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Wrong-Way Social Worker
November 21, 2012 permalink
Drunk driving Ohio social worker Jennifer M Kearney drove the wrong way on Interstate 90, killing Kenneth Stith. In her day job at the time, she investigated sexual abuse of children.
Former social worker gets 3 years in prison for drunken-driving fatality
CLEVELAND, Ohio — A former social worker was sentenced Tuesday to three years in prison for striking and killing a motorcyclist while driving under the influence of alcohol and heading the wrong way on Interstate 90 last year.
Jennifer Kearney, 29, an Ohio State University graduate who investigated sex abuse cases for the Cuyahoga County Department of Children and Family Services, was coming home from her second job as a bartender in downtown Cleveland when the accident occurred in the morning of July 1, 2011.
Her attorney, Kevin Spellacy, said after the hearing that Kearney does not remember going the wrong way on I-90.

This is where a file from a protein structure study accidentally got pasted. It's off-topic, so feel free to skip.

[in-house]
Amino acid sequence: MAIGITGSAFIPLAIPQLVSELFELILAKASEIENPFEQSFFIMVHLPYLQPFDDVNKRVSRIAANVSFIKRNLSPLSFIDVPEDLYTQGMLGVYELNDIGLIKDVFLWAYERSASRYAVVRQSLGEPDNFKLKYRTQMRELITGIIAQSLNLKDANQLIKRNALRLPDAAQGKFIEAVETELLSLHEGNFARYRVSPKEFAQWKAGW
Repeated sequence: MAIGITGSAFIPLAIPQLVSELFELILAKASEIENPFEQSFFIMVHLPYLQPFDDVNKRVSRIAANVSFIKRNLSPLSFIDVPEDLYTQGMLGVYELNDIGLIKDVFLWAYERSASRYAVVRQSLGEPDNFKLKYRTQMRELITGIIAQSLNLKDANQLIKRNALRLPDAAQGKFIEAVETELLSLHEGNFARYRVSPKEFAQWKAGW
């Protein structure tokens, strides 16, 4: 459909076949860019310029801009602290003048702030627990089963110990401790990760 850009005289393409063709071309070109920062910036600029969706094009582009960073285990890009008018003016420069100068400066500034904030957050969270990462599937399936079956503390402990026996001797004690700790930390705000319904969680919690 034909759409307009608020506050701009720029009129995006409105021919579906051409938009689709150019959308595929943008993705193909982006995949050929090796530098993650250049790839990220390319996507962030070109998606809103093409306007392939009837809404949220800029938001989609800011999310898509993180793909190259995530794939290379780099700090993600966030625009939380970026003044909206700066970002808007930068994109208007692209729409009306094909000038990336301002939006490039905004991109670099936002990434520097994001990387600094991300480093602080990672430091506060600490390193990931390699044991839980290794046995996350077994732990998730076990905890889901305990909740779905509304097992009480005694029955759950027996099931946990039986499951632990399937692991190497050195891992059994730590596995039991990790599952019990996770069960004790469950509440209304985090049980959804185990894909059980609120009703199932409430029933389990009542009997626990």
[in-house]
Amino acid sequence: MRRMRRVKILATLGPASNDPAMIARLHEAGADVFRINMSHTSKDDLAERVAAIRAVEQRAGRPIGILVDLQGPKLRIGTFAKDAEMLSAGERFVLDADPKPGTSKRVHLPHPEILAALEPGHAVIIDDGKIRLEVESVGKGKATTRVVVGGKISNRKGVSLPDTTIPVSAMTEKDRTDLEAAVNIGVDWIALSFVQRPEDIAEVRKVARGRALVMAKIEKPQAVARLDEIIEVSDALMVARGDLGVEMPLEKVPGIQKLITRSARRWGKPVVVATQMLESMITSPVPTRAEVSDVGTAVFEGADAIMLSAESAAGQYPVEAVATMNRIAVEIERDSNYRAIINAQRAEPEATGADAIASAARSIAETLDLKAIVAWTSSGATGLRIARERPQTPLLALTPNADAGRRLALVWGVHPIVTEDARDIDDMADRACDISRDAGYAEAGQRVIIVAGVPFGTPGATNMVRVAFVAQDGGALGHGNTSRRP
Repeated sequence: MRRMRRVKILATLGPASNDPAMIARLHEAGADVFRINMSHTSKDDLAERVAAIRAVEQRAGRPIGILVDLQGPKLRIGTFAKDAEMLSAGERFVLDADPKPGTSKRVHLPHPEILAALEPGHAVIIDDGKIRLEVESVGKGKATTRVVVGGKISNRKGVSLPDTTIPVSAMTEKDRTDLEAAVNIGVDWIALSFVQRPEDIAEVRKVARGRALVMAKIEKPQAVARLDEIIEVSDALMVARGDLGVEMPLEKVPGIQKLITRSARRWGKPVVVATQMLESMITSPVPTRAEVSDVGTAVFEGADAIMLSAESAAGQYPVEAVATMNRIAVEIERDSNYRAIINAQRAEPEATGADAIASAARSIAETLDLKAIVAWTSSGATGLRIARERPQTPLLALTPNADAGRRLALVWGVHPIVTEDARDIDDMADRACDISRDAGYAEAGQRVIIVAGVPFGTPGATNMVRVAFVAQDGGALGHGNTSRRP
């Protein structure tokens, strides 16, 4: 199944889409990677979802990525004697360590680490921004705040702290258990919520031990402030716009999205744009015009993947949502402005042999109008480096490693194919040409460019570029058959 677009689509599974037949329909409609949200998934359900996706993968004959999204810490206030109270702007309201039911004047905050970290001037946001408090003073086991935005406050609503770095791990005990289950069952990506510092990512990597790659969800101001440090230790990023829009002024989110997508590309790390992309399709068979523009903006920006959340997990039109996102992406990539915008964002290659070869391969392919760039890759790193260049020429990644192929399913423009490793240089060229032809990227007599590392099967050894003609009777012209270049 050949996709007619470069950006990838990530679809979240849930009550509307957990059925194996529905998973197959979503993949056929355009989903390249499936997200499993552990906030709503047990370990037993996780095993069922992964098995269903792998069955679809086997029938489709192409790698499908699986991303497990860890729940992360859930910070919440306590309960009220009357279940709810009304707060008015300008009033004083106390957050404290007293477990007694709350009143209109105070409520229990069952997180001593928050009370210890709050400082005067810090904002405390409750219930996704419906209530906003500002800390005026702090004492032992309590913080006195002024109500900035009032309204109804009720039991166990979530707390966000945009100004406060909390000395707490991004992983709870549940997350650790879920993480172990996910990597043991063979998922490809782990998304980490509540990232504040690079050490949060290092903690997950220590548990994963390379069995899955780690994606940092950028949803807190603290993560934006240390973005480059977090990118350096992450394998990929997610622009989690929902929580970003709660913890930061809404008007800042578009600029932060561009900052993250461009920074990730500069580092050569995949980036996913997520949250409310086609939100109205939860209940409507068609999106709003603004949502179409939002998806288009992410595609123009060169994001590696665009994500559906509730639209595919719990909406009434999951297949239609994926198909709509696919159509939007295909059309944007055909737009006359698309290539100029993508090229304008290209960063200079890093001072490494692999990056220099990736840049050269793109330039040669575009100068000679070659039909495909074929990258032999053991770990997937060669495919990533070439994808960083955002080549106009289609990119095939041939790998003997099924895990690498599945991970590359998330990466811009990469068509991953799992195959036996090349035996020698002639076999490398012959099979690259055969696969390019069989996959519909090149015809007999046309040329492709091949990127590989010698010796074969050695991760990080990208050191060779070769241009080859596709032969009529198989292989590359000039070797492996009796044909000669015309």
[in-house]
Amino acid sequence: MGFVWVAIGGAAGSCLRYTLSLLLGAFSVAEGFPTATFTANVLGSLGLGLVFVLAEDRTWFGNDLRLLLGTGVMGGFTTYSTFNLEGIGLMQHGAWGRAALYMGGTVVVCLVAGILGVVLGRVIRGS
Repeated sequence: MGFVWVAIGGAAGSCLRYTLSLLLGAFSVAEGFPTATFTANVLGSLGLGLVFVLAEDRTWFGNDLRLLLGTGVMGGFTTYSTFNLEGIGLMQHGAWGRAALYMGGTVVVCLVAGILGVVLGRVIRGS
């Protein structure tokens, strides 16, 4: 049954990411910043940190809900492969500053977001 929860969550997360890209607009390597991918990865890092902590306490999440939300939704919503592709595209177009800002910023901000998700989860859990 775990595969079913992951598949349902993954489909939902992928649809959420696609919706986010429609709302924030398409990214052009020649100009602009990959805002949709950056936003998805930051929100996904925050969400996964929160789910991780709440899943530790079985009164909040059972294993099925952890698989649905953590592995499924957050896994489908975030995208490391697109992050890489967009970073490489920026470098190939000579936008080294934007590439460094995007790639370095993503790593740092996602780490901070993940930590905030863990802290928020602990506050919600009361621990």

Kearney delivered a tearful apology to the family and friends of the victim, Kenneth Stith. 54, of Akron.
"I pray that God will be with everyone involved and lighten their anguish," she said.
Albert Sammon, a friend of the Kearney family, spoke on Kearney's behalf and offered his sympathies to the Stith family. Sammon said he had a brother killed in a car accident in 1982 through no fault of his own.
"I know it's a devastating loss," Sammon said. "I think of my brother still 30 years later on a daily basis."
Stith was heading home from his job as a machinist with A.J. Rose Manufacturing Co. in Avon when Kearney struck his Harley-Davidson head-on near the West 98th Street exit.
Kearney pleaded guilty last month to vehicular homicide.
Stith's mother, Mary Stith, 82, said after the hearing that Kearney's family and her own have suffered from the tragedy.
"I could have been the mother on the other side of the fence," said Stith, who had nine children, seven of whom are still living.
As for Kearney, Stith said, "She's already paid. She's paid dearly. And she will continue to pay. It will never be over for her."
Source: Cleveland Plain Dealer